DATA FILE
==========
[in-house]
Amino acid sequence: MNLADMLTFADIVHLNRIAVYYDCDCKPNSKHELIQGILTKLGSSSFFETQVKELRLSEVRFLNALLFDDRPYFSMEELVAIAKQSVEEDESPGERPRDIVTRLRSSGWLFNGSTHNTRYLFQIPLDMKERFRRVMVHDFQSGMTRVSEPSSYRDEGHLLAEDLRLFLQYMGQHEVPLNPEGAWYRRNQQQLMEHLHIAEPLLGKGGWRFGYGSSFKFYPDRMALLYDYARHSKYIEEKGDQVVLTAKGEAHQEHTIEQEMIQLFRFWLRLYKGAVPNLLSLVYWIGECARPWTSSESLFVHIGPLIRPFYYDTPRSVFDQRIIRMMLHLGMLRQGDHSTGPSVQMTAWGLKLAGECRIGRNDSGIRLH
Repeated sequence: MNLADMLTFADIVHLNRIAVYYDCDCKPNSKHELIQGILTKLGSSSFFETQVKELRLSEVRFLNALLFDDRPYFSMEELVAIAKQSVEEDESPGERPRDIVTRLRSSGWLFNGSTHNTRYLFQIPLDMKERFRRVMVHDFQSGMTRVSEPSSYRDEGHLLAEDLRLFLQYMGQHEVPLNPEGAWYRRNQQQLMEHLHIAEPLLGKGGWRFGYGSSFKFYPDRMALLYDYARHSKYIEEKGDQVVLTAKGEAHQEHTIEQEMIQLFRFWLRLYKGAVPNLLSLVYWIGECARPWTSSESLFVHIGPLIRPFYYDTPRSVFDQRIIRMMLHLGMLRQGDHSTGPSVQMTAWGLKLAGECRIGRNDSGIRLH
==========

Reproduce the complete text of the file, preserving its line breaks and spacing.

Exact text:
[in-house]
Amino acid sequence: MNLADMLTFADIVHLNRIAVYYDCDCKPNSKHELIQGILTKLGSSSFFETQVKELRLSEVRFLNALLFDDRPYFSMEELVAIAKQSVEEDESPGERPRDIVTRLRSSGWLFNGSTHNTRYLFQIPLDMKERFRRVMVHDFQSGMTRVSEPSSYRDEGHLLAEDLRLFLQYMGQHEVPLNPEGAWYRRNQQQLMEHLHIAEPLLGKGGWRFGYGSSFKFYPDRMALLYDYARHSKYIEEKGDQVVLTAKGEAHQEHTIEQEMIQLFRFWLRLYKGAVPNLLSLVYWIGECARPWTSSESLFVHIGPLIRPFYYDTPRSVFDQRIIRMMLHLGMLRQGDHSTGPSVQMTAWGLKLAGECRIGRNDSGIRLH
Repeated sequence: MNLADMLTFADIVHLNRIAVYYDCDCKPNSKHELIQGILTKLGSSSFFETQVKELRLSEVRFLNALLFDDRPYFSMEELVAIAKQSVEEDESPGERPRDIVTRLRSSGWLFNGSTHNTRYLFQIPLDMKERFRRVMVHDFQSGMTRVSEPSSYRDEGHLLAEDLRLFLQYMGQHEVPLNPEGAWYRRNQQQLMEHLHIAEPLLGKGGWRFGYGSSFKFYPDRMALLYDYARHSKYIEEKGDQVVLTAKGEAHQEHTIEQEMIQLFRFWLRLYKGAVPNLLSLVYWIGECARPWTSSESLFVHIGPLIRPFYYDTPRSVFDQRIIRMMLHLGMLRQGDHSTGPSVQMTAWGLKLAGECRIGRNDSGIRLH